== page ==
ORDER DISMISSING COMPLAINT, WITH LEAVE TO AMEND, FOR FAILURE TO STATE A CLAIM (Doc. 9)
Plaintiff Cesar Luna ("Plaintiff") is a state prisoner proceeding pro se and in forma pauperis in this civil rights action pursuant to 42 U.S.C. § 1983. The Court screened the complaint and issued an order on October 25, 2010, dismissing the complaint, with leave to amend, for failure to state a claim. (Doc. 8.) Currently pending before the Court is Plaintiff's first amended complaint, filed November 29, 2010. (Doc. 9.)
The Court is required to screen complaints brought by prisoners seeking relief against a governmental entity or officer or employee of a governmental entity. 28 U.S.C. § 1915A(a). The Court must dismiss a complaint or portion thereof if the prisoner has raised claims that are legally "frivolous or malicious," that "fails to state a claim on which relief may be granted," or that "seeks monetary relief against a defendant who is immune from such relief." 28 U.S.C § 1915(e)(2)(B).
In determining whether a complaint states a claim, the Court looks to the pleading standard under Federal Rule of Civil Procedure 8(a). Under Rule 8(a), a complaint must contain "a short and plain statement of the claim showing that the pleader is entitled to relief." Fed. R. Civ. P. 8(a)(2).
"[T]he pleading standard Rule 8 announces does not require 'detailed factual allegations,' but it demands more than an unadorned, the-defendant-unlawfully-harmed-me accusation." Ashcroft v. Iqbal, 129 S. Ct. 1937, 1949 (2009) (quoting Bell Atlantic Corp. v. Twombly, 550 U.S. 554, 555 (2007)). "[A] complaint must contain sufficient factual matter, accepted as true, to 'state a claim to relief that is plausible on its face.'" Iqbal, 129 S. Ct. at 1949 (quoting Twombly, 550 U.S. at 570). Further, although a court must accept as true all factual allegations contained in a complaint, a court need not accept a plaintiff's legal conclusions as true. Iqbal, 129 S. Ct. at 1949. "Threadbare recitals of the elements of a cause of action, supported by mere conclusory statements, do not suffice." Id. (quoting Twombly, 550 U.S. at 555).
The events in the complaint took place at Sierra Conservation Center ("SCC"), where Plaintiff is housed. Plaintiff brings suit against Defendants Cate, St. Clair, Forster, Bangi, Lovett, and Mark Twain St. Joseph Hospital, in their individual and official capacities and he is seeking injunctive relief and compensatory and punitive damages for alleged misdiagnosis and treatment of his medical condition. The first amended complaint states that each named defendant allowed an unnecessary surgery to be performed on Plaintiff and then denied proper medical care and crutches to help him in the healing process. Plaintiff's allegations are insufficient to state a cognizable claim.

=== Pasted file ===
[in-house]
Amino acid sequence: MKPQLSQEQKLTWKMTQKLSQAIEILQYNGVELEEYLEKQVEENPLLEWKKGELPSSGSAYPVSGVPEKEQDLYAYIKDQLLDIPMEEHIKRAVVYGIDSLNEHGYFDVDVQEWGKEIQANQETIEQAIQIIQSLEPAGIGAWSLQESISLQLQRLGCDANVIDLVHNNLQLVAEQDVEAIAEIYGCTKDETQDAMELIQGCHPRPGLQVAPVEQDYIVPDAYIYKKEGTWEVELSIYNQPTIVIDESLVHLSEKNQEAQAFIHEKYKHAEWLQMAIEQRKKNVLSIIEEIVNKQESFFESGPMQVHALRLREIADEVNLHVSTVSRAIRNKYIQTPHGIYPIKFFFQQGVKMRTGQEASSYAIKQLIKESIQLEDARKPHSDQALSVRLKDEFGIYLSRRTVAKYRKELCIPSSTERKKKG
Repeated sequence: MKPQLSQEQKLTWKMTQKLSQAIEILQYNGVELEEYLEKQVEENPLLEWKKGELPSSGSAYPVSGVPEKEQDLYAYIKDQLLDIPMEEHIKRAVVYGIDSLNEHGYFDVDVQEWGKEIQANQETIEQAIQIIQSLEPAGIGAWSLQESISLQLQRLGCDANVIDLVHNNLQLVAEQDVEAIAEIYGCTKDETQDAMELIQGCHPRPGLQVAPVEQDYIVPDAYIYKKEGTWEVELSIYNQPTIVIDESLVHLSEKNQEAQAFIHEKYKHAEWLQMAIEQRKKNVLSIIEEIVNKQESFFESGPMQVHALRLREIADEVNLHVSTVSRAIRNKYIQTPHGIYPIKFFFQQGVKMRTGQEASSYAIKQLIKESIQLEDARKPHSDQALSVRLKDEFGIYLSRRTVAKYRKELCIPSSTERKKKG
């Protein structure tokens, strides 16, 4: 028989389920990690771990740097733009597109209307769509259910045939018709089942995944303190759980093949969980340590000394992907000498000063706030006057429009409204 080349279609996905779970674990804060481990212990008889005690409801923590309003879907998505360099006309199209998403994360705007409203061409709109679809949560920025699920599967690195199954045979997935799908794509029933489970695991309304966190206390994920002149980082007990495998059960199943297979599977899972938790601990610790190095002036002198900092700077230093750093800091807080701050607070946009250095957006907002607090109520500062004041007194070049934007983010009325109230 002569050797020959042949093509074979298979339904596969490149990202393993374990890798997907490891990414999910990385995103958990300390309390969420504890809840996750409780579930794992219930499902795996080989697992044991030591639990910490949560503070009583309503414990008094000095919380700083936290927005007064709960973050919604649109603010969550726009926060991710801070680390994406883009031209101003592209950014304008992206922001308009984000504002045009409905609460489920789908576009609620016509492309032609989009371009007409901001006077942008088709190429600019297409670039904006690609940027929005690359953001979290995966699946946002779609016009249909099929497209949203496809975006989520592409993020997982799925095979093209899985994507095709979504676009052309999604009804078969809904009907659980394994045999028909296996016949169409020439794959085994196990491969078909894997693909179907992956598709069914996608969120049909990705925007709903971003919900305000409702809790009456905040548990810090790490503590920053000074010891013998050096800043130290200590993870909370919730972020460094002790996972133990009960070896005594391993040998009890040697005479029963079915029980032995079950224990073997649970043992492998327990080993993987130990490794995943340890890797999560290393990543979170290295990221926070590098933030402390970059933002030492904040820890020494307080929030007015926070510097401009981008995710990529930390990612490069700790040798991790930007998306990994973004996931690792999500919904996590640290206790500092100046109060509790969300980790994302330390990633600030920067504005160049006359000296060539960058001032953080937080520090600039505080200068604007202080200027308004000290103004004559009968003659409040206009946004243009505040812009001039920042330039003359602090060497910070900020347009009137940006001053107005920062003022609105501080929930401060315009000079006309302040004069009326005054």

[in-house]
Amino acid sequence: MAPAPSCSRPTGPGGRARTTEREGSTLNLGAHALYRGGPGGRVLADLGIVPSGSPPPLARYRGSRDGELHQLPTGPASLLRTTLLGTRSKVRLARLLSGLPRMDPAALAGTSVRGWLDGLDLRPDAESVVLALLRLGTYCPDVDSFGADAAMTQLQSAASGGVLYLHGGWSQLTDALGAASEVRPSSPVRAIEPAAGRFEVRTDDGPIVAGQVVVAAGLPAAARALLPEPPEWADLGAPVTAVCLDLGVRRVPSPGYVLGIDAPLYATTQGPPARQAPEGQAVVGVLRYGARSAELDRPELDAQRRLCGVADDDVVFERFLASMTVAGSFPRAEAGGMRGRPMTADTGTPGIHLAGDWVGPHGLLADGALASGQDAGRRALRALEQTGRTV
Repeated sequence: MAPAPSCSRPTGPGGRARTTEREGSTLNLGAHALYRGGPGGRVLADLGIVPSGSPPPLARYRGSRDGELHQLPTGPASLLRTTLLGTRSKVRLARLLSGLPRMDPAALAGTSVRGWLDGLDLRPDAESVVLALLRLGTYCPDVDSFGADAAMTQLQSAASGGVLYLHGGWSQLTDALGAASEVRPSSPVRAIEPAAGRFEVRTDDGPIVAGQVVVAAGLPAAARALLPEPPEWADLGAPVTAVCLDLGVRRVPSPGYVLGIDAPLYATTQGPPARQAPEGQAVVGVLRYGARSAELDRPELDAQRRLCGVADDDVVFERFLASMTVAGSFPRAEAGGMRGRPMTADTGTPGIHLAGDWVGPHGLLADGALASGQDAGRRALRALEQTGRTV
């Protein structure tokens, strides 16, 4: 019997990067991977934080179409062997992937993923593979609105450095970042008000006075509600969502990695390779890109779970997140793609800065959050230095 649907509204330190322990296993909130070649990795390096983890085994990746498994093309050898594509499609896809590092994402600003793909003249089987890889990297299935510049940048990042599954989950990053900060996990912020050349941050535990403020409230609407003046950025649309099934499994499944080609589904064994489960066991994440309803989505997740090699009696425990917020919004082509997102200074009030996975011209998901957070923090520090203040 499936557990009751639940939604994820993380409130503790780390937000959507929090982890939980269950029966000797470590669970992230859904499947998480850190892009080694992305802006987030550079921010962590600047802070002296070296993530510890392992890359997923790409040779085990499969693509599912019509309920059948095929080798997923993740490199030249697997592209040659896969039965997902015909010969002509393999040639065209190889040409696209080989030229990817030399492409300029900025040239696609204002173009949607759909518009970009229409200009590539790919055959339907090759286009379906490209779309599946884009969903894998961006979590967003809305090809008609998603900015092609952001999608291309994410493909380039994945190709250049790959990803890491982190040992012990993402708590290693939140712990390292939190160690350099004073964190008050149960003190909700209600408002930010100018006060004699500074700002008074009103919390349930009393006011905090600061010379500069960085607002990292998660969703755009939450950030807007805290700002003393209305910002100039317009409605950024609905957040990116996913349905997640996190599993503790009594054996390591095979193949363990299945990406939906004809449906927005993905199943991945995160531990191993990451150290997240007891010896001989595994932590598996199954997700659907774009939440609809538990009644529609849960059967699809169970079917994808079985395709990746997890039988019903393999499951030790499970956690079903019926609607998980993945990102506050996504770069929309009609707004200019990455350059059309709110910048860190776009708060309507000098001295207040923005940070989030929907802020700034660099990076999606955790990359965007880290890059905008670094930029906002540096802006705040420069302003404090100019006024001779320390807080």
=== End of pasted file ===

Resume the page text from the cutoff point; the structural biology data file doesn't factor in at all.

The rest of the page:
Although Plaintiff was previously given the legal standards that applied to his claim in the order issued on October 25, 2010, Plaintiff has failed to allege that he had "a 'serious medical need.' Jett v. Penner, 439 F.3d 1091, 1096 (9th Cir. 2006). Nor has he stated facts to show"a purposeful act or failure to respond to [his] pain or possible medical need" and that he suffered harm. Jett, 439 F.3d at 1096. This requires, at a minimum, that Plaintiff allege facts to show that the defendant was aware of facts from which he could make an inference that "a substantial risk of serious harm exists" and the defendant made the inference. Farmer v. Brennan, 511 U.S. 825, 837 (1994).
To state a claim for relief under section 1983, in his amended complaint, Plaintiff must link each named defendant with some affirmative act or omission that demonstrates a violation of Plaintiff's federal rights. Iqbal, 129 S. Ct. at 1949. Plaintiff shall be given the opportunity to file an amended complaint curing the deficiencies described by the Court in this order. Plaintiff is referred to the order issued on October 25, 2010, for the legal standards that apply to his claim.
III. Conclusion and Order
For the reasons stated, Plaintiff's complaint does not state a cognizable claim for relief for a violation of his constitutional rights. Plaintiff is granted one final opportunity to file an amended complaint within thirty days. Noll v. Carlson, 809 F.2d 1446, 1448-49 (9th Cir. 1987). Plaintiff may not change the nature of this suit by adding new, unrelated claims in his amended complaint. George v. Smith, 507 F.3d 605, 607 (7th Cir. 2007) (no "buckshot" complaints).
Plaintiff's amended complaint should be brief, Fed. R. Civ. P. 8(a), but must state what each named defendant did that led to the deprivation of Plaintiff's constitutional or other federal rights, Iqbal, 129 S. Ct. at 1948-49. "The inquiry into causation must be individualized and focus on the duties and responsibilities of each individual defendant whose acts or omissions are alleged to have caused a constitutional deprivation." Leer v. Murphy, 844 F.2d 628, 633 (9th Cir. 1988). Although accepted as true, the "[f]actual allegations must be [sufficient] to raise a right to relief above the speculative level . . . ." Twombly, 550 U.S. at 555 (citations omitted).
Finally, an amended complaint supercedes the original complaint, Forsyth v. Humana, Inc., 114 F.3d 1467, 1474 (9th Cir. 1997); King v. Atiyeh, 814 F.2d 565, 567 (9th Cir. 1987), and must be "complete in itself without reference to the prior or superceded pleading," Local Rule 220. "All causes of action alleged in an original complaint which are not alleged in an amended complaint are waived." King, 814 F.2d at 567 ...